Wednesday, June 12, 2013

Not a Country Music Fan? You Can Still Enjoy Nashville.

The last few months have seen me making multiple trips to Tennessee: with parents, with nieces, and just with hubby. This means there'll be more Tennessee posts to come but for now let's look at Nashville.

Think of Nashville and you think of country music, but what if you're not a country fan? Is there anything for you to do in town? That's what we asked ourselves when we were planning a weekend to visit a friend who happened to be in town for a week or two. I don't dislike country music but I'm not a real fan, by any means, and neither hubby nor our friend are into it. My concerns rose when I discovered that the weekend we planned to visit coincided with the CMAs. It was the biggest week of the year for the city and music fans, with concerts going on everywhere.


As it happens, we had a wonderful weekend, and with some careful avoidance of the downtown area and with the exception of a visit to Cooter's and Willie Nelson's Place (come on!), the only clue to a country music presence was the plethora of girls in what I refer to as Nashville uniform, ie. shorts and cowboy boots.

One place well worth a visit is the Lane Motor Museum. Car museums are nothing new and if you're into American muscle cars, you're better off driving up across the state line to the Corvette Museum in Bowling Green, KY. What makes the Lane Motor Museum different is that it is home to the largest collection of European cars in the US. All the classic British cars I grew up seeing at motor rallies are here, lovingly preserved and in full working condition.

A sporty little number
In addition to my beloved British MGs and, yes, a Reliant Robin (better known to most Americans as the three wheeler driven by Mr Bean), there are exhibits from Cold War Europe, France, Italy, and Germany, not to mention some Nissan retro concept vehicles, based upon early European models; electric cars (not as new as you might think); and some lesser known American vehicles, including a steam-powered monster of a car.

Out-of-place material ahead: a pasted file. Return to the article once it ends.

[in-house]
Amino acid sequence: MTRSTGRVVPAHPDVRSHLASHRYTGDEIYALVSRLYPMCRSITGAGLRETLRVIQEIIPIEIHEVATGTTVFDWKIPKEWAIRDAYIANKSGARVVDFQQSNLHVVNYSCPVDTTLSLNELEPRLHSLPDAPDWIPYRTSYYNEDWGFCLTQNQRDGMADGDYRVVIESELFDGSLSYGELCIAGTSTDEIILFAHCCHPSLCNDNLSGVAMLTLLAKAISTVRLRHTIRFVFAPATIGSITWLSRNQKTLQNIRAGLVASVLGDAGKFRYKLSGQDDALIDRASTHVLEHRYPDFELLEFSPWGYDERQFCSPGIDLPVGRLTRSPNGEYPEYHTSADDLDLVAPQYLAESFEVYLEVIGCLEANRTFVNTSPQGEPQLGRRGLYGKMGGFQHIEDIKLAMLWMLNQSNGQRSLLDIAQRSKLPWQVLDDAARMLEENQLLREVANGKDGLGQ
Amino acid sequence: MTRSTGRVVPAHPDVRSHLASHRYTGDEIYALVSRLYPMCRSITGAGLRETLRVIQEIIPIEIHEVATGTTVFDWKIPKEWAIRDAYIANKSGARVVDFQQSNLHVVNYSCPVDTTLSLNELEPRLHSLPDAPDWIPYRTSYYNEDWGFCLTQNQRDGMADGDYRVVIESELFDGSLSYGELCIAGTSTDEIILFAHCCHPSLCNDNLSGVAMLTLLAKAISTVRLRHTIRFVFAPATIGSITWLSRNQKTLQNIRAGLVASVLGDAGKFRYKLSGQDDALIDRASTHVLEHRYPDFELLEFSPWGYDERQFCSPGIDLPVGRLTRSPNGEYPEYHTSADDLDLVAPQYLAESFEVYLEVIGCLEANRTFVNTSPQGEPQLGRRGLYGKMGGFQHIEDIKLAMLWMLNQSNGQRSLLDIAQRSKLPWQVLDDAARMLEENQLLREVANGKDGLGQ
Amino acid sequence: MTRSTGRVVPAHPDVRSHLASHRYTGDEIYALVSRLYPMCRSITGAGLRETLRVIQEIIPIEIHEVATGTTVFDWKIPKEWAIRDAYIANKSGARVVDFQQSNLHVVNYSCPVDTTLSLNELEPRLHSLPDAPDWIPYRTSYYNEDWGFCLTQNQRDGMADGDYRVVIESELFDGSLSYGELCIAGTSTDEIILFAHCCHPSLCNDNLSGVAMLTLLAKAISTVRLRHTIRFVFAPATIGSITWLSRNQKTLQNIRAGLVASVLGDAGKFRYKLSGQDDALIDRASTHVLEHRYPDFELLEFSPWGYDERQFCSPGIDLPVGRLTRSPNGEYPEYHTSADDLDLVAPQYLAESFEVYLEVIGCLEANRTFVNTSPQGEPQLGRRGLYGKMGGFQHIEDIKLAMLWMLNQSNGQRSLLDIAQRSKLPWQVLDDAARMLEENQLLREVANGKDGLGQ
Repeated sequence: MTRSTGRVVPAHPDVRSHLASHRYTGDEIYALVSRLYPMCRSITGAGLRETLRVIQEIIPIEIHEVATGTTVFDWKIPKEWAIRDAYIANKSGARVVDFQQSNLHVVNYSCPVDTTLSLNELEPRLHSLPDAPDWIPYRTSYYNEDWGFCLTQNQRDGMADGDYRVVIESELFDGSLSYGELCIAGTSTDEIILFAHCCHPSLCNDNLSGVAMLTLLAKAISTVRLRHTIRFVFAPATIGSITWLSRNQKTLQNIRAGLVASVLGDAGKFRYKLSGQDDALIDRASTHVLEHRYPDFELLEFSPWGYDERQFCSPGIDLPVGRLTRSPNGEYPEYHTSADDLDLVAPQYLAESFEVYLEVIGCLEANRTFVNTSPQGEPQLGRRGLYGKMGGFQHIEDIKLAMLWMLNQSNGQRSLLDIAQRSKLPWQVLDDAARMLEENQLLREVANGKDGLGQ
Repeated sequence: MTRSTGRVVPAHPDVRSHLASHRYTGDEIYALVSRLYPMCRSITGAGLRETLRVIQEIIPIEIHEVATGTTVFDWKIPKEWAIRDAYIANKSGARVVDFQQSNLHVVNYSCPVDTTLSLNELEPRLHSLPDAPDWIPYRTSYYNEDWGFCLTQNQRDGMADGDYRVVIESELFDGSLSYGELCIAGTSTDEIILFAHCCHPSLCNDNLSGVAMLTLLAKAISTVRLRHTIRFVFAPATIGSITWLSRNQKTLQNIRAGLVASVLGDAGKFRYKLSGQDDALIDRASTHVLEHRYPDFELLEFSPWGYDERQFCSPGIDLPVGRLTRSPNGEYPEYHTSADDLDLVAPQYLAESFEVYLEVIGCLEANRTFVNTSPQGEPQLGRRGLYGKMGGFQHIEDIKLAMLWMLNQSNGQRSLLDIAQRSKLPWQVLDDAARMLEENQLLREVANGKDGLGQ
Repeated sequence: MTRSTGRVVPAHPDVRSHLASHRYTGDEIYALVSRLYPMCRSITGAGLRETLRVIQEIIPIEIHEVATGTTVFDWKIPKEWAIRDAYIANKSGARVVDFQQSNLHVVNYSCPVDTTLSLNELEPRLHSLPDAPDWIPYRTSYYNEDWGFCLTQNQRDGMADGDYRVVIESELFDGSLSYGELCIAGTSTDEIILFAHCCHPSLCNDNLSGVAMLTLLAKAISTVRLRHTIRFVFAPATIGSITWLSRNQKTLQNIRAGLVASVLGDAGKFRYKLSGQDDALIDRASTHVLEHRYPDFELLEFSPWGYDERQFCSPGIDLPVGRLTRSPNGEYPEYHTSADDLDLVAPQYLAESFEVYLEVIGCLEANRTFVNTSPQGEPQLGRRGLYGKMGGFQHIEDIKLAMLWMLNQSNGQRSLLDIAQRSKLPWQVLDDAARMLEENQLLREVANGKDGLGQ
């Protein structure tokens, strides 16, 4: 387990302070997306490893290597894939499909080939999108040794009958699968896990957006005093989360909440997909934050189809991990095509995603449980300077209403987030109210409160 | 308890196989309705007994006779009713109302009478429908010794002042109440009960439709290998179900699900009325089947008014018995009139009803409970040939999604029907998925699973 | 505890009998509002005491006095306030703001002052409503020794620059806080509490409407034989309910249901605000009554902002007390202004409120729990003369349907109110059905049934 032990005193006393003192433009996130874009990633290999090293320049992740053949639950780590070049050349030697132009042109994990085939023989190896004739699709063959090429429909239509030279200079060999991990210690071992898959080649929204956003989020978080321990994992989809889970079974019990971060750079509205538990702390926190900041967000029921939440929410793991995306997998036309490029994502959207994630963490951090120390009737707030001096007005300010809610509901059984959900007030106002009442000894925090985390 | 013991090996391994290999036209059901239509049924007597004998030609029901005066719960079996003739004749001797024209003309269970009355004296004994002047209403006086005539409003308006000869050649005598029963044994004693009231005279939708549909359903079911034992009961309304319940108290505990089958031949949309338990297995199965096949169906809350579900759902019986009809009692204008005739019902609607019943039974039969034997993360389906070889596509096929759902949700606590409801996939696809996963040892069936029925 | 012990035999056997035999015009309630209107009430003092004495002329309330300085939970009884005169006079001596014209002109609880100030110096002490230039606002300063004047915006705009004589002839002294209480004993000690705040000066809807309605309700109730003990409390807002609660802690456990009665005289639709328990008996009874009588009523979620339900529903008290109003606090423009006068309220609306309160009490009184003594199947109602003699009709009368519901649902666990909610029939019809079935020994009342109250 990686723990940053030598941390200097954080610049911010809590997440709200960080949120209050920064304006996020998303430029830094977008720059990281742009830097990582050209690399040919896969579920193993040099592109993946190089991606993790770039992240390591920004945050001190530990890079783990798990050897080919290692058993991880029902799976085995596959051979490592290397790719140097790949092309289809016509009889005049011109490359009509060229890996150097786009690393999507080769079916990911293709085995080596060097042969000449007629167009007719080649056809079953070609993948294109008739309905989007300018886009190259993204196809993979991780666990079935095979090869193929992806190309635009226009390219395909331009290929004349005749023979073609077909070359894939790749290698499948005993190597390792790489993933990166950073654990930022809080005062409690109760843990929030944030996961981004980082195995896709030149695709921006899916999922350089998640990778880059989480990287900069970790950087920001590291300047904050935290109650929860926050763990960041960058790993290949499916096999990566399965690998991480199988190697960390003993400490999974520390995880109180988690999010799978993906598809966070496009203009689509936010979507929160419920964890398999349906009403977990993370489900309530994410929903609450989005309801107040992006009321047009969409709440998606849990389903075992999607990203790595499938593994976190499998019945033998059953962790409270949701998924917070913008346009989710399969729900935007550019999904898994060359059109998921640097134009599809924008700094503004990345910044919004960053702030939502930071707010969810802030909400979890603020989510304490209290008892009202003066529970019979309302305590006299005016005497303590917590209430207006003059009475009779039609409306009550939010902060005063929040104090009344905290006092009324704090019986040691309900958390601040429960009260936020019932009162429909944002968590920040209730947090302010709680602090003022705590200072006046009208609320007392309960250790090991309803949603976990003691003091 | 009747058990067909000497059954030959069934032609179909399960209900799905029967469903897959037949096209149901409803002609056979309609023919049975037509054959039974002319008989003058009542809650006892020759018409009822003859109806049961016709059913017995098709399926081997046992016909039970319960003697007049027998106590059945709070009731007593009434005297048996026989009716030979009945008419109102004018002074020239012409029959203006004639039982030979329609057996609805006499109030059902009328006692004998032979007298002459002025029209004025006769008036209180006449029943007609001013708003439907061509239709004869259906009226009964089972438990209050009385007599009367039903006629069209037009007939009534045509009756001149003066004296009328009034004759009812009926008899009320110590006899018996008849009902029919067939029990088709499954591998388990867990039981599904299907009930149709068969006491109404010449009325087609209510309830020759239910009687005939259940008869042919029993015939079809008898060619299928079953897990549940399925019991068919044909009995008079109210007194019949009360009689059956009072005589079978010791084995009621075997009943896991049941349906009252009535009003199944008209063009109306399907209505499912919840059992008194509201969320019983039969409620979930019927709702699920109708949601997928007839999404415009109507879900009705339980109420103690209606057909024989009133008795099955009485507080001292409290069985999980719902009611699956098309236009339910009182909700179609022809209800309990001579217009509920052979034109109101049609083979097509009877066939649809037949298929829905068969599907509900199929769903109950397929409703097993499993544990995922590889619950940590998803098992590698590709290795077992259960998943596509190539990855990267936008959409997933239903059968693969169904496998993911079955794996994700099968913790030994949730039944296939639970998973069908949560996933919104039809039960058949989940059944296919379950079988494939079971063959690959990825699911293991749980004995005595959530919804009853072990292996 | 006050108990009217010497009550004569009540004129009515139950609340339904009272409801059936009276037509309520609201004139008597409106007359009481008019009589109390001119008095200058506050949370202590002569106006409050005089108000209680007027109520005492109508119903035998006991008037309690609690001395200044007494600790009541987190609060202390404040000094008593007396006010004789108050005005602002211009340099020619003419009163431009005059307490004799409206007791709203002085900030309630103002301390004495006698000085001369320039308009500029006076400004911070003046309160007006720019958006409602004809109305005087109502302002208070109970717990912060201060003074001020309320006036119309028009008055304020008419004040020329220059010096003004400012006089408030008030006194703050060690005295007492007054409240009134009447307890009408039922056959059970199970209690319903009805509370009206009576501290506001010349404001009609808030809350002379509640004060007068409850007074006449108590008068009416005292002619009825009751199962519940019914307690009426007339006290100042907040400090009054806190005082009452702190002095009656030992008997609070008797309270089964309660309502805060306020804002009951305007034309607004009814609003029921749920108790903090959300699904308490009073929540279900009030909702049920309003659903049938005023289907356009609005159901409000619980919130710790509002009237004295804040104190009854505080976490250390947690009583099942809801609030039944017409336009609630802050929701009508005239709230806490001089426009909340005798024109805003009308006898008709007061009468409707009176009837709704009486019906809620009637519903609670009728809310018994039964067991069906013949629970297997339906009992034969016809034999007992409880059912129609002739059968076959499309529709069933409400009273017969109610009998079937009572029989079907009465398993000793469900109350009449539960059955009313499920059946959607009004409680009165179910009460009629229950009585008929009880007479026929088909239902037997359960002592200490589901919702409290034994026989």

Each vehicle in the collection is accompanied by its individual story, which adds to the personality of the cars, while placing each one in a broader historical and economic context.

While you're at the museum, also take the time to explore the collection of motorcycles, the rather large (OK, it's enormous!) military vehicle parked out back, and the video that explains how a former bakery became a thoroughly interesting motor museum.

I am by no means a car fanatic. I can't tell you a thing about the inner workings of an engine. I did however, grow up in a family that still appreciates the look of a classic car. So whether you are, like me, someone who admires the shapes and paint job, or, like my husband, someone who works in the auto industry and so has a deeper appreciation of the entire manufacturing process, the Lane Motor Museum is a great place to spend a few hours.

The Lane Motor Museum is located  at 702 Murfreesboro Pike in Nashville. For opening hours and further details, visit their website.

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